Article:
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Comments: 9
Ideas: 0
Rating: 2.5
Condition: In Work (public)
ID: 4851


February 24, 2008, 6:10 pm

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Human: "For the last time, the trees are not going to kill yo-
*Munching sounds*
Dwarf: "I TOLD YOU! The trees will kill us-"
-The last words of Kirick Treespliter

Full Description
The Zigerot is a Tree like life form, When sleeping it takes on the exact appearance of a dead tree. When awake it takes on the exact appearance of a dead tree with a toothy mouth. It’s apatite is almost all meat(As being a herbivore would be just plain silly but there are some cases where they have eaten another plant). It eats any creature it can get Sink its teeth into.

It’s main habitat is Swamps and other wet and slimy places, it is said that the zigerot love the water so much, that they can live under water… this has yet to be busted by the Legend Busters.

The Zigerot is usually around 10-16 feet fully grown. It tends to be stationary but it can move, its roots are so strong it can actually pick its self up and move to a better location.

It’s roots are also sensitive so can feel the slightest vibrations in the ground. It knows where and what is with in a half a mile radius of its self.

It’s only means of defense(apart from it being made of wood) is its teeth and its roots.

Gender seems to be a bit of a mystery with the zigerot. It’s known that two are needed to mate, and the one usually eats the other in the process. But other then that nothing else is known.

Additional Information
This Creature fuels the Dwarven believe that Trees are of the evil alignment, and the Legend busters wont even touch that one.

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Comments ( 9 )
Commenters gain extra XP from Author votes.

Voted chilled
February 24, 2008, 4:12
not a bad idea, i think it shows a lot of promise, keep at it and maybe it will turn into a grand piece, heres a few questions that i thought of to help you maybe put sum more into it.

why do they eat people(race history)?

does it have any other likenesses?

who r the legend busters, maybe u shud write a seperate submisssion on them, the name sounds ... intrigueing..., n i wouldnt mind seeing a sub about them sum time, you mind if i try, n then we could put in a joint submission?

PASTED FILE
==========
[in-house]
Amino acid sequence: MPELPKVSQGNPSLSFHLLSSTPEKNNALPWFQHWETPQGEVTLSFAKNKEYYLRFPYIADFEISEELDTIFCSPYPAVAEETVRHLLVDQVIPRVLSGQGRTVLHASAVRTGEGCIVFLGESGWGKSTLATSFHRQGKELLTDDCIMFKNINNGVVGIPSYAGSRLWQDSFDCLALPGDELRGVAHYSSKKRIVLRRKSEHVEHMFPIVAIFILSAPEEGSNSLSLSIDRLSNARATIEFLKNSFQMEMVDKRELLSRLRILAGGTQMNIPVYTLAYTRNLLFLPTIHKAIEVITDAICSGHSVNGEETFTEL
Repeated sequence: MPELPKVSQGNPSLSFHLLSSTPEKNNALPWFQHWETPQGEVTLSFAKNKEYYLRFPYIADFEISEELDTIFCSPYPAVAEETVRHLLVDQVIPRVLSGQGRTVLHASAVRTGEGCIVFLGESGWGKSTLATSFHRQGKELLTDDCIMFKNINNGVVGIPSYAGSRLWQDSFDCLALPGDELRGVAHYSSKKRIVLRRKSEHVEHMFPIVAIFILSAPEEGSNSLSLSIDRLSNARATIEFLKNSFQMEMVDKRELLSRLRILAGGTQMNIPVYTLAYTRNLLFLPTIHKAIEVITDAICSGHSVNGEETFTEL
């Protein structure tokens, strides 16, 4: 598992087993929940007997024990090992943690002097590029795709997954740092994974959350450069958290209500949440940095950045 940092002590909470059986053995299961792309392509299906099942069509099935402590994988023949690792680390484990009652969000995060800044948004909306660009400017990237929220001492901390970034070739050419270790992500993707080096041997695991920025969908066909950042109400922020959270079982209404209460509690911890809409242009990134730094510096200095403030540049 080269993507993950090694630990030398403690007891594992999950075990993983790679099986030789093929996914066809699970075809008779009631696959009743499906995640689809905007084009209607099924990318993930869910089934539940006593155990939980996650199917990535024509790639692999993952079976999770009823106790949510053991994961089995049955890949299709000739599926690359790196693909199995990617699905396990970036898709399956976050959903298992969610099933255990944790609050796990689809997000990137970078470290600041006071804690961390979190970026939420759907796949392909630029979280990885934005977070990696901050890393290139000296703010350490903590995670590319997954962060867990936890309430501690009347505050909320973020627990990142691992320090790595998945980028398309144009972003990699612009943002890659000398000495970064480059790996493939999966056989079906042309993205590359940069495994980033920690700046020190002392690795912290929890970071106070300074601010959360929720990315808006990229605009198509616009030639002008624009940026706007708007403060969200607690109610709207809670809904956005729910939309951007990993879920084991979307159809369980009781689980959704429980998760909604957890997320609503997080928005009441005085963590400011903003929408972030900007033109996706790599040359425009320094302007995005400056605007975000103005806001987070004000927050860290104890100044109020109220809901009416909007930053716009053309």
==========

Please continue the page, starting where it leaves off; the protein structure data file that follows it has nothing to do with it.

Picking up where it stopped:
keep at it man
February 24, 2008, 15:30
Okay, there might be a grain of a good idea here(I do have a thing for giant plant monsters, having submitted a few), but the presentation of this sub is very below par. Your first sub was much better written and spellchecked then this one.

This needs to be put back in work and corrected. Since you have already submitted a better sub then this one already, it shows you can. Please do, and I'll vote.

Chilled: even in comments we would prefer non-chat speach. The main site code of conduct says it best - pleaas don't use L33t!
February 24, 2008, 17:53
I have to agree with Valadaar, this one should be put in the "In Work" section.
February 24, 2008, 18:10
Updated: Ok. I updated it with a bit better grammer. tell me if it needs any thing else
February 26, 2008, 3:51
A great deal?

I recommend looking at some of the other lifeform submissions to get an idea of what you're missing.

Questions to consider: why does it exist? Is it the progeny of some evil god, a freak result of some magic-tainted swamp that has survived, the work of some mad druid? Are they an ancient race from days of legend, seeking to quell the 'quick' races? Why do they love water so much? Do they ever approach drier lands, or are they swamp-dwelling exclusively? Are there any beneficial properties to them, such as fragments an alchemist or mage might want, or an instinct to 'tend' the lands around them? What plot hooks can you think of to be associated with them?

As you have it written right now, this is more of a stub than anything else. Also, the submission section has a button you can click to check the spelling; if you do it on every submission, you'll come across as a fair bit more articulate.

You mention 'legend busters' without providing anything of use; it seems more like a random 'hey cool name' than anything actually involved in the submission itself.
February 28, 2008, 23:59
Legend Busters = Mythbusters, clever.

Other than that this feels like looking at a Spooky Halloween Tree.
February 29, 2008, 16:05
Even *with* the Myth Busters line it feels like looking at a cartoon 'spooky' tree.
March 22, 2008, 14:28
I hope I don't cause offence at taking a crack at a re-write, and adding my ideas in the process.